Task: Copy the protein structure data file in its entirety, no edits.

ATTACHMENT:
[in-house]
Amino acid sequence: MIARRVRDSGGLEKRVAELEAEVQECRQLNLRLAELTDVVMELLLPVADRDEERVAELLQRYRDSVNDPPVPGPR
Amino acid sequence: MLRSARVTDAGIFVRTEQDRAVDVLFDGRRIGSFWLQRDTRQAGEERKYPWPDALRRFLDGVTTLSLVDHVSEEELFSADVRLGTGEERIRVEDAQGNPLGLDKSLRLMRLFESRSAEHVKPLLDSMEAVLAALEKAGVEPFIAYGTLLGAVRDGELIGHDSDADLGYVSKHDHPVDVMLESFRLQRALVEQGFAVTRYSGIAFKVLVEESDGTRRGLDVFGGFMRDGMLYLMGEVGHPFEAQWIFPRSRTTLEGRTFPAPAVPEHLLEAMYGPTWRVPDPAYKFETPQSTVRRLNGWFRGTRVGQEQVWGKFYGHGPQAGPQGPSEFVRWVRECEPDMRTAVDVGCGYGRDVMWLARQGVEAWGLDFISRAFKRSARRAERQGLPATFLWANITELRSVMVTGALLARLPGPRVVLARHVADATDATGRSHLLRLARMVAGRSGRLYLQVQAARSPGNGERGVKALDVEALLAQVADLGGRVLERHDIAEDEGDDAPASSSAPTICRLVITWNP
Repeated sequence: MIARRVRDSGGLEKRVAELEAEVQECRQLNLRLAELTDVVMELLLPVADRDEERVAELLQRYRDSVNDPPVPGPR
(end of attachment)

[in-house]
Amino acid sequence: MIARRVRDSGGLEKRVAELEAEVQECRQLNLRLAELTDVVMELLLPVADRDEERVAELLQRYRDSVNDPPVPGPR
Amino acid sequence: MLRSARVTDAGIFVRTEQDRAVDVLFDGRRIGSFWLQRDTRQAGEERKYPWPDALRRFLDGVTTLSLVDHVSEEELFSADVRLGTGEERIRVEDAQGNPLGLDKSLRLMRLFESRSAEHVKPLLDSMEAVLAALEKAGVEPFIAYGTLLGAVRDGELIGHDSDADLGYVSKHDHPVDVMLESFRLQRALVEQGFAVTRYSGIAFKVLVEESDGTRRGLDVFGGFMRDGMLYLMGEVGHPFEAQWIFPRSRTTLEGRTFPAPAVPEHLLEAMYGPTWRVPDPAYKFETPQSTVRRLNGWFRGTRVGQEQVWGKFYGHGPQAGPQGPSEFVRWVRECEPDMRTAVDVGCGYGRDVMWLARQGVEAWGLDFISRAFKRSARRAERQGLPATFLWANITELRSVMVTGALLARLPGPRVVLARHVADATDATGRSHLLRLARMVAGRSGRLYLQVQAARSPGNGERGVKALDVEALLAQVADLGGRVLERHDIAEDEGDDAPASSSAPTICRLVITWNP
Repeated sequence: MIARRVRDSGGLEKRVAELEAEVQECRQLNLRLAELTDVVMELLLPVADRDEERVAELLQRYRDSVNDPPVPGPR